As Originally published by http://www.backyardpoultrymag.com/how-to-raise-baby-chicks/ February 3, 2015
February 3, 2015
Chicken Coop Chatter©
Whether you mail order or incubate, you need to know how prepare for and how to raise baby chicks.
First, you need to set up a brooder ahead of the arrival. The brooder does not have to be fancy, a large plastic storage container, large glass aquarium, wooden or cardboard box work equally well. (We use large fruit crates.) You will need some bedding, water and feed containers, a quality chick starter feed, a source of heat and accurate thermometer.
Shipped chicks are stressed from travel so provide electrolytes or add 1 tablespoon of Pure Apple Cider Vinegar to a gallon of water to help balance their system and to help prevent pasty butt and coccidiosis, which are common in shipped chicks and can be very serious.
The bedding can be shredded or pelleted paper, wood shavings (no cedar), straw, hay, RV slip-proof sheets and we’ve even seen people use oatmeal for bedding. Just make sure whatever you do use that it is clean, and no slippery or wire surface.
Make certain your water container is not too deep, or chicks may drown. Add clean, sterilized pebbles, bolts, or marbles to the base to prevent the possibility of a chick falling into the water. Make sure the feed container does not have large openings that may allow a chick to climb into it and suffocate. All additions to the brooder must be set so that chicks cannot get caught behind them or in them.
Provide a good chick starter feed. There are medicated and non-medicated feeds available for chicks. Your local farm store can help you decide what is best for your specific needs. The chicks should be kept on the starter feed until they are 12 weeks old, before introducing a flock raiser feed.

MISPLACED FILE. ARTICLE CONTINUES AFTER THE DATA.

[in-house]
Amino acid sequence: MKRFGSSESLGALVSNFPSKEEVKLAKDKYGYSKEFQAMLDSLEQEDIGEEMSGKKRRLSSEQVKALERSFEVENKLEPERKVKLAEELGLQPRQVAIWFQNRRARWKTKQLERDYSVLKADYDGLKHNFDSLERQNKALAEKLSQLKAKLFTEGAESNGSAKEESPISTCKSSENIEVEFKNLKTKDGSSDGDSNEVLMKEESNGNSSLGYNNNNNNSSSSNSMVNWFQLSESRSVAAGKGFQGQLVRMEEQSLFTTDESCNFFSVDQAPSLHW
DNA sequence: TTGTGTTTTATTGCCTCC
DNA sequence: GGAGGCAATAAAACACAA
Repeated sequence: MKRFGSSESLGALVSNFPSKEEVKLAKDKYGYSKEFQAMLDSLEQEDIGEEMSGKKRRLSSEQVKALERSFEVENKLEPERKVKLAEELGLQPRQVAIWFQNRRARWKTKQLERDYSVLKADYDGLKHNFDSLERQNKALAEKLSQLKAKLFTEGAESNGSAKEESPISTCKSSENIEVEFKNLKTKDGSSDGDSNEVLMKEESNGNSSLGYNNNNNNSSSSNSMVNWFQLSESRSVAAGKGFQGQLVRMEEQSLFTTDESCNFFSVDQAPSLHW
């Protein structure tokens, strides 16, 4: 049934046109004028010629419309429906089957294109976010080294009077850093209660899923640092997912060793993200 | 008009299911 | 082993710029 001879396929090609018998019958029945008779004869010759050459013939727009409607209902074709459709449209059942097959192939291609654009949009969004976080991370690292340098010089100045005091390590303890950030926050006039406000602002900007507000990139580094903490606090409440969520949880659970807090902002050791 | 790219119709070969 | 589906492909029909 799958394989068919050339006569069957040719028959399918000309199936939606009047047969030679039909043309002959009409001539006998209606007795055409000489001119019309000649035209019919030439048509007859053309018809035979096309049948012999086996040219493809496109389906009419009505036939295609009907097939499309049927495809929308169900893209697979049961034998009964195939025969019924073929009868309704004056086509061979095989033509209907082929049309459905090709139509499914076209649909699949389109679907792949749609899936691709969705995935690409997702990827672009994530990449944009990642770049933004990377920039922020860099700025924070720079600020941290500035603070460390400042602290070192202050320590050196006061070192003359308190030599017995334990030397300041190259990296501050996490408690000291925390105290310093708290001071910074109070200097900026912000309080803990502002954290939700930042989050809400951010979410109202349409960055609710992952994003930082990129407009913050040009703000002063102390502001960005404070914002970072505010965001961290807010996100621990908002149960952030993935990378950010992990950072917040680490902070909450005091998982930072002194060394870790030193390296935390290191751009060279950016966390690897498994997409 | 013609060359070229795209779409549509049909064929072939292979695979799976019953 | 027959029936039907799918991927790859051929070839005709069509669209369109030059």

Make sure the brooder is kept out of drafts; but has good ventilation, is kept clean and the bedding stays dry. These are necessary precautions for raising healthy chicks.
There are a variety of heat sources, from cheap to expensive. Heat lamps are the least expensive of the choices; however, risk of fire is high. Make sure that what ever heat source you decide to use does not come in contact with flammable materials, and make sure it is adjustable so that as the chicks grow, the heat source can be moved farther away as you taper them off the heat. Always check for frayed or exposed wires and proper plug connection as a safety measure. Make sure to check those again when they are put away and when they are ready to use again. Regardless of the heat source, the brooder should be set up ahead of time and a thermometer inside the brooder to check for temperature that should be kept at about 100 degrees for the first two weeks. If the chicks are piled in a heap on top of each other, they are too cold, move the heat source a bit closer. If all the chicks are scattered and moved away from the heat source, it is too warm, and you will need to move it bit farther from them.
After two weeks, you can start moving the heat source gradually farther away, reducing the heat by about 10 degrees per week, until they are receiving no heat except common room temperature.
Be prepared when brooding chicks to keep them indoors for no less than 4 weeks and longer in cold weather. When they are fully feathered and the weather is above freezing at least 40 degrees day and night, they can be placed in an outdoor brooder that is sheltered from cold or heat, wind and predators. You may provide a heat source if the weather is predicted to fall below 40 degrees. At 4 to 8 weeks, the outdoor brooders are set up the same as the indoor brooder however if the weather is warm no additional heat will be needed. This is the grow on stage before introducing to the flock.
Do not assume that a hen will automatically accept chicks or that a flock will welcome the new members. The chicks must be old enough and large enough to hold their own (3 months old on average). It is not uncommon for a hen or a flock to object to the newcomers, so when you do introduce the chicks, you must monitor to make sure the flock has not taken exception to the chicks. It only takes one swift peck to the head to kill a chick and it can happen more quickly than you can respond. When introducing the chicks, provide hiding areas that the chicks can get away from the flock and the flock cannot get to them. Try a diversion with treats to take attention from the inductees.
Be watching for our next article on broody hens. Feel free to visit our Facebook page if you have any questions, we are always happy to assist.
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